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Pediatr Neurol. 1994 Oct;11(3):236-40.

Dopa-responsive dystonia simulating cerebral palsy.

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Department of Neurology, Columbia University College of Physicians & Surgeons, New York, New York.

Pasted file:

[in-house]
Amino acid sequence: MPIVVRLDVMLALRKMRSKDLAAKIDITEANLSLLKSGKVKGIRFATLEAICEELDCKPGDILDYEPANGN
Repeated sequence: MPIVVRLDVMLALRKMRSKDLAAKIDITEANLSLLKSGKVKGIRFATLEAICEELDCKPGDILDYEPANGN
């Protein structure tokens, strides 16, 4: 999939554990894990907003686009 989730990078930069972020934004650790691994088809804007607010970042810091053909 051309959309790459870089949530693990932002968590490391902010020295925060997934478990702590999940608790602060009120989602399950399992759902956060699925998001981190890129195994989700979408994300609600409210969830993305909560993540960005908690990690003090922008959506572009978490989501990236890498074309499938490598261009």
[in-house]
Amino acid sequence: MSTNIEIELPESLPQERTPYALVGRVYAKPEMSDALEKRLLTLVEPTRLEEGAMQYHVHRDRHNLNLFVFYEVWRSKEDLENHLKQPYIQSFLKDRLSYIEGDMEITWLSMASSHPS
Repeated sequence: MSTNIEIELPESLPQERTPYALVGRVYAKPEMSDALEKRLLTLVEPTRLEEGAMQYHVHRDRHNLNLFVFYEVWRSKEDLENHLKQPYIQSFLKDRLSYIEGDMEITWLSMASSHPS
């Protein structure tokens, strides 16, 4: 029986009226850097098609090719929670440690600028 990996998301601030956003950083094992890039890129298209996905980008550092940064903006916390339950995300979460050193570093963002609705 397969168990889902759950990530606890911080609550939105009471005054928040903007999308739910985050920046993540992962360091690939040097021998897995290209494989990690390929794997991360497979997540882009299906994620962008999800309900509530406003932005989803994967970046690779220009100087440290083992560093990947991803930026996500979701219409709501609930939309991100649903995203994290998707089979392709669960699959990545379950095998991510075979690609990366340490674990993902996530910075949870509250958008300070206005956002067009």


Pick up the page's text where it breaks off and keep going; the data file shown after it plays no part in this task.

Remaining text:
Five patients presented in infancy or early childhood with various combinations of pyramidal and extrapyramidal signs with normal cognitive function. Their perinatal courses were unremarkable. In each patient, initial impressions listed by several examiners included spastic diplegia or cerebral palsy. Later in each course, either extrapyramidal features or progression suggested dopa-responsive dystonia. In 4 of the 5 children, cerebrospinal fluid was obtained and disclosed reduced levels of biopterin, neopterin, and homovanillic acid in all 4. Levodopa therapy resulted in prompt improvement with normal function returning within 6 months. The disappearance of the "spasticity," extensor plantar responses, and extrapyramidal signs, following levodopa therapy, confirmed the diagnosis of doparesponsive dystonia in these patients. Three had apparently sporadic disease; the other 2 were siblings with an affected paternal grandmother. Three had onset in infancy with delayed sitting and walking before the appearance of overt dystonia; infantile onset is infrequent in dopa-responsive dystonia. The other 2 had normal milestones, but developed gait disorders with prominent imbalance in early childhood. The diagnosis of dopa-responsive dystonia should be considered in children with unexplained or atypical "cerebral palsy."

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